Consumer product exposure warnings:

Companies that expose persons to a listed substance above the safe harbor level must provide a clear and reasonable warning of the risk, as per the article 6 of the California code of Regulations. If a Product Exposes Individuals to a proposition 65-listed substances, the primary responsibility lies with the manufacturer to apply the correct warnings.

In August 2016, Article 6 was amended to make the warnings more meaningful to the public. Specifically, the amendment is intended to reduce “over-warning”, clarify the responsibilities of manufacturers and retailers to provide warnings, include technological advances in the notification methods used, and increase clarity on how to maintain compliance (such as how and where to
provide the warnings.)

Some other key changes associated with the new Article 6 amendment include:

  • Tailored warnings for specific products or industries (e.g. Dental care, furniture, diesel engines, automobiles, recreational vessels, amusement parks.)
  • Stronger language identifying manufacturers as the primary party responsible for applying the warning.
  • Changes to the method for transmitting warnings.
  • Changes to the content required within the warning.
  • A new obligation for the warnings to specify the name of at least one of the substances that triggered the warning.
  • A pictogram to increase the visibility of the warning.

Chemicals - Proposition 65 Warnings Website


Potential Exposure to Acrylamid

Acrylamide is on the Proposition 65 list because it can cause cancer. Exposure to acrylamide may increase the risk of cancer. It can affect the development of the fetus and can harm the male reproductive system. Acrylamide is a chemical that is formed in certain plant-based foods during cooking or processing at high temperatures, such as frying, roasting, grilling and baking. Boiling or steaming foods does not create acrylamide.

Sources of acrylamide in the diet include French fries, potato chips, other fried and baked snack foods, canned sweet potatoes and pumpkin, some cookies, bread crusts and toast.


Tobacco smoke contains acrylamide. It is used for industrial purposes. It is also used to produce polyacrylamide. During pregnancy, acrylamide can pass from the mother to the baby.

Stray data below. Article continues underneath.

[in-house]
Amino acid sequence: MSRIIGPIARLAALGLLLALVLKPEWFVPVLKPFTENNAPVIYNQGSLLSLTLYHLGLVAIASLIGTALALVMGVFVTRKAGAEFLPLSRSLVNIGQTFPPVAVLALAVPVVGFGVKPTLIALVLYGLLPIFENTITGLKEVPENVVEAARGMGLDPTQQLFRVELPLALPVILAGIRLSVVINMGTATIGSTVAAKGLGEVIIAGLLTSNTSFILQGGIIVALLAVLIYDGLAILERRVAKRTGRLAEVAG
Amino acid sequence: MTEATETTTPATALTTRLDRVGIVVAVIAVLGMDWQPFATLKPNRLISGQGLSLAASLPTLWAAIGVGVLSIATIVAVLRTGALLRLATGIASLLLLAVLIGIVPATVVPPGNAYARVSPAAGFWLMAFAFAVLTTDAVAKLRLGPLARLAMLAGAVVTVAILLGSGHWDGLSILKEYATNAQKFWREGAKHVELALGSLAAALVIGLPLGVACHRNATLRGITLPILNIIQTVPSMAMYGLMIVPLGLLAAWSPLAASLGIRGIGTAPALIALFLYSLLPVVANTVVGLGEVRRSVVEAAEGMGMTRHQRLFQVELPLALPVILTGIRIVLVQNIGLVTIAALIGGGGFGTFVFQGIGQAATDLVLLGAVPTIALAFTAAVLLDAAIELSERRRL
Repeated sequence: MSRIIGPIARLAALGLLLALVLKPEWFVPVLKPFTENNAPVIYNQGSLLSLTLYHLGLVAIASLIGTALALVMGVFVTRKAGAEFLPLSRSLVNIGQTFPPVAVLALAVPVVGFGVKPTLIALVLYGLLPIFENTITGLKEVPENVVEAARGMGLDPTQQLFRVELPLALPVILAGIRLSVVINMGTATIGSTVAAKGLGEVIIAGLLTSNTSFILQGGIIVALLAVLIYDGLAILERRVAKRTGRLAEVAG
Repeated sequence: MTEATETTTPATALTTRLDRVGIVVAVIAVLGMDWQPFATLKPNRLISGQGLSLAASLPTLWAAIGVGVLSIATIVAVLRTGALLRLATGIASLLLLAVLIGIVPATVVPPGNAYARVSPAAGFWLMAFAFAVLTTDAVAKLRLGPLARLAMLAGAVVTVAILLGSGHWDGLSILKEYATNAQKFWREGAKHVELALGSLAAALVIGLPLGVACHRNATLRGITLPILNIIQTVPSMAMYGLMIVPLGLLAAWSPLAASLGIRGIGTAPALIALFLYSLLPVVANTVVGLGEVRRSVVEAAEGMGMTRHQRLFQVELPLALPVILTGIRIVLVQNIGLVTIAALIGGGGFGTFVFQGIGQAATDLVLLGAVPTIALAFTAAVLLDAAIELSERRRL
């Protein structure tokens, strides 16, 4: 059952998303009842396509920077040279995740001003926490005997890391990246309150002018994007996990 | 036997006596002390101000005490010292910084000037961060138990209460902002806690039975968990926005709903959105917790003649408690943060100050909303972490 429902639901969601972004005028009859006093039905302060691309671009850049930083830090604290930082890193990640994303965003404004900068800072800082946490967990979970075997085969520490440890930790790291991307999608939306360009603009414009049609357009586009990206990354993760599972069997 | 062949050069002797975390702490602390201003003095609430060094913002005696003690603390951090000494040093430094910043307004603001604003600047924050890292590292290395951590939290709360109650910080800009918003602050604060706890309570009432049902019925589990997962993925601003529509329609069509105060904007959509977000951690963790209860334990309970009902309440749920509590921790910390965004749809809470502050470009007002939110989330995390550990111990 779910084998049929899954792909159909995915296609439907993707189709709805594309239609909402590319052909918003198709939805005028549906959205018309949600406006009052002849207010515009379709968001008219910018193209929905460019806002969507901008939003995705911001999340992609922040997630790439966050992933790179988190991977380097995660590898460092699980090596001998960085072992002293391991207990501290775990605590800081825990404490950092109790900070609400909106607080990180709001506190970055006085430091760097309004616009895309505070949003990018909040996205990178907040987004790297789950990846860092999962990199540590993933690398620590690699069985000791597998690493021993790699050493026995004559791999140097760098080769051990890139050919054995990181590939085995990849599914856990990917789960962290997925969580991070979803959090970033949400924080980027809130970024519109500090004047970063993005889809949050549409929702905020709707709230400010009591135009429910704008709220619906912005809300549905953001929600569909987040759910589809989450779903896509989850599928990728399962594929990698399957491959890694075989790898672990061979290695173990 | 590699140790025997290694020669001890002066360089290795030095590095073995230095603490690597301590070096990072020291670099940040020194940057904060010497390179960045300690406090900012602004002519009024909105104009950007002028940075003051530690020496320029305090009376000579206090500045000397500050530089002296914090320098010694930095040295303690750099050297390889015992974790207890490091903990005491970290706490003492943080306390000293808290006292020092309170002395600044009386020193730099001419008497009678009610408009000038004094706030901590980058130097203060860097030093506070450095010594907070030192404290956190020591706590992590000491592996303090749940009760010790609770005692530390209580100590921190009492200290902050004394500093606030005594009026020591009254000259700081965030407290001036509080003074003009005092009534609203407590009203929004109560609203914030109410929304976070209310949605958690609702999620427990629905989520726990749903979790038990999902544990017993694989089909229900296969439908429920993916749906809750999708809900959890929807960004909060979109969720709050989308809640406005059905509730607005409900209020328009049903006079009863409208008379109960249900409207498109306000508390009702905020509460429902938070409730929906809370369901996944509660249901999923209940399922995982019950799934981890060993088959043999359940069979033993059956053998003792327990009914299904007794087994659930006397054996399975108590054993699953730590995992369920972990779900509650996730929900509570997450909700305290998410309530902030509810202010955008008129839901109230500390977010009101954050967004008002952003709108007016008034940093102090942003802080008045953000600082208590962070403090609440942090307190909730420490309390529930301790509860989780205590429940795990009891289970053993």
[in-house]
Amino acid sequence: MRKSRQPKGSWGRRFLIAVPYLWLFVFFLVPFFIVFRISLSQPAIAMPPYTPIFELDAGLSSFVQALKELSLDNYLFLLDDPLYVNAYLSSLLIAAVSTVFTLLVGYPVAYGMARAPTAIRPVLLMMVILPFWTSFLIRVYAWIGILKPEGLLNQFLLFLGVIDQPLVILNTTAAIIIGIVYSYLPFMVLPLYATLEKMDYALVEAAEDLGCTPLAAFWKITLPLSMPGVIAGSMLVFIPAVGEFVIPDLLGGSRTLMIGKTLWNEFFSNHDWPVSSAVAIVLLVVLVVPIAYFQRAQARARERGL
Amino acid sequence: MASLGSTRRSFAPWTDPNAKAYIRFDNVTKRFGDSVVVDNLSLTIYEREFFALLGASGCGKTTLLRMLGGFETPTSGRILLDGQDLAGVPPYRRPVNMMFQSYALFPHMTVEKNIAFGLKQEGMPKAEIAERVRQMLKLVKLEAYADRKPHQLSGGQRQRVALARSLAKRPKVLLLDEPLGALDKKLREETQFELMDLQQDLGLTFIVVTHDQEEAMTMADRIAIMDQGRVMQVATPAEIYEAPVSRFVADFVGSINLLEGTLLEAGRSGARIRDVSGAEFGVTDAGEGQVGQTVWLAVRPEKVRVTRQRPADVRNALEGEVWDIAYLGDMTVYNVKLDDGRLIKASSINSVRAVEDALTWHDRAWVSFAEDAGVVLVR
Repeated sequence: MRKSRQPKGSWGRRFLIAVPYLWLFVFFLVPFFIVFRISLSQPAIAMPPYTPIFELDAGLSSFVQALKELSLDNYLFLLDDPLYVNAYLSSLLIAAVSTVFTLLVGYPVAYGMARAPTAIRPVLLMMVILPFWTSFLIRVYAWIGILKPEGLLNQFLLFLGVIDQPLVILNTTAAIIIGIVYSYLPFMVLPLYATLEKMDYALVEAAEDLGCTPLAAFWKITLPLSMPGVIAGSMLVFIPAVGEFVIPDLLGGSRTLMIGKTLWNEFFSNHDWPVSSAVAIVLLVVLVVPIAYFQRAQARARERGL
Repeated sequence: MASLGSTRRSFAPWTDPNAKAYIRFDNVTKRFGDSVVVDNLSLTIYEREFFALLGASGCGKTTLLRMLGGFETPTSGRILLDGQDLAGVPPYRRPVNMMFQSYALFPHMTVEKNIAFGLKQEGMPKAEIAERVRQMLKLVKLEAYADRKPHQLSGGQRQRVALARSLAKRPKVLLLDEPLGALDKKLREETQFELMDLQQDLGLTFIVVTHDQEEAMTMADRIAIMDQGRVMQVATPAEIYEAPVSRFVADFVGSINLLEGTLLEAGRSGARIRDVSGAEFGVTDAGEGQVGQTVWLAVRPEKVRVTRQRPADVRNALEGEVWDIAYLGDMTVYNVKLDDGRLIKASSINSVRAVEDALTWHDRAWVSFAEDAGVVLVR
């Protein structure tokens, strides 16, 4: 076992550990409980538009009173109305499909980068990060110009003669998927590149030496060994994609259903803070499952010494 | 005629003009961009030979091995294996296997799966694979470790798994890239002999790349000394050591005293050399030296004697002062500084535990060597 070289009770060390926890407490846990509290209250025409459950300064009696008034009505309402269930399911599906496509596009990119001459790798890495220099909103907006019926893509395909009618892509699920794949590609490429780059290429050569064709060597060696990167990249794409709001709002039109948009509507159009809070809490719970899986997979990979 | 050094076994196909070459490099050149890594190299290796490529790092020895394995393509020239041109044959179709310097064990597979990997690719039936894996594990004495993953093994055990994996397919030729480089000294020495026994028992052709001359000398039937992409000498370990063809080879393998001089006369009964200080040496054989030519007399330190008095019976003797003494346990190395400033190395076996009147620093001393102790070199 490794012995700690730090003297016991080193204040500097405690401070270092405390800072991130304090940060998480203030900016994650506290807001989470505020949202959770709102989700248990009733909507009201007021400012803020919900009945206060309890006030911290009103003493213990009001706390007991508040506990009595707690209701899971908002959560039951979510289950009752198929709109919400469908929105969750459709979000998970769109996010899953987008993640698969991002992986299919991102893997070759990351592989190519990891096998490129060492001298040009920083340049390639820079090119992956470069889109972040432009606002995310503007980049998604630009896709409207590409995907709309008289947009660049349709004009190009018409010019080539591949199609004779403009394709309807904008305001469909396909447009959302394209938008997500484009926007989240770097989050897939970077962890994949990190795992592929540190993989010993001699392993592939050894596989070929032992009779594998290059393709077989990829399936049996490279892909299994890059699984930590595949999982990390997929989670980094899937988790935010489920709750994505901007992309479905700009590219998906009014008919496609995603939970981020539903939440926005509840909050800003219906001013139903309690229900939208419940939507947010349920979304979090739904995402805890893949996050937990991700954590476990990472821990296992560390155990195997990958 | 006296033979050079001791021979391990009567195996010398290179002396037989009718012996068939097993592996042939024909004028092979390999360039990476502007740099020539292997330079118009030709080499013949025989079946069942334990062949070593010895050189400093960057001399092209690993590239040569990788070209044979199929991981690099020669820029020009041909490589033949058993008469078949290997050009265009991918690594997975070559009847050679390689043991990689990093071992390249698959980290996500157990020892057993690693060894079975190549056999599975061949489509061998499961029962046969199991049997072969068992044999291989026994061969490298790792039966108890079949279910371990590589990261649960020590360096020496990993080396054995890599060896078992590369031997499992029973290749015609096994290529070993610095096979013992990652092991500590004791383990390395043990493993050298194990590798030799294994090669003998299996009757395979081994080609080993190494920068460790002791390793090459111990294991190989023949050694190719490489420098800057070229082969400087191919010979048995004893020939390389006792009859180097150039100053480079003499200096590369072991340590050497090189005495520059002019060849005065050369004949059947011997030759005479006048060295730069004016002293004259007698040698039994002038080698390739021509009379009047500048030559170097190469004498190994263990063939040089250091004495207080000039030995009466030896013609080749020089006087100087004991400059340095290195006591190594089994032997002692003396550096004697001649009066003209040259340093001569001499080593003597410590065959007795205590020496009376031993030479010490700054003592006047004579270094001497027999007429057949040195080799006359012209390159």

How is Proposition 65 enforced:

Enforcement is carried out through civil lawsuits. The California Attorney General’s Office (OAG), district attorney and city attorney have the authority to take such actions. In addition, private parties acting in the public interest are also allowed to bring proposition 65 lawsuits, but only if they have provided at least 60 days’ notice of the alleged violation of the business as well as to the attorney. If a business is found to be in violation of proposition 65, a count may order the business to stop committing the violation. The penalties can be as high as US$2,500 per violation per day.

Complying with proposition 65:

The proper use of a warning label provides for full compliance. However, many companies see the warning label as not desirable at point of sale and therefore choose to test their products. Proposition 65 does not have any testing process to achieve compliance.

However, if a company has been party to a settlement, then they are required to test their products and they will be in compliance if the test meets the requirements of the settlement. A company which chooses not to use a proper warning label, and which is not part of a settlement is exposed and can employ testing only to mitigate risk.

Once that process has been established and data is captured, companies will need to evaluate if any substance found within their products exceed safe harbor levels and require the use of warnings. Failure to meet these requirements can result in significant financial penalties, as seen in the Mattel case, but can also entail additional costs associated with re-printing labels, changes to packaging materials and inventory management.


The proposition 65 protects the state’s drinking water sources being contaminated with chemicals known to cause cancer, birth defects and other reproductive harm, and requires business to inform Californians about exposures to such chemicals.



Kandukuri Niharika, Jr. Compliance Engineer

iLenSys Technologies Pvt. Ltd.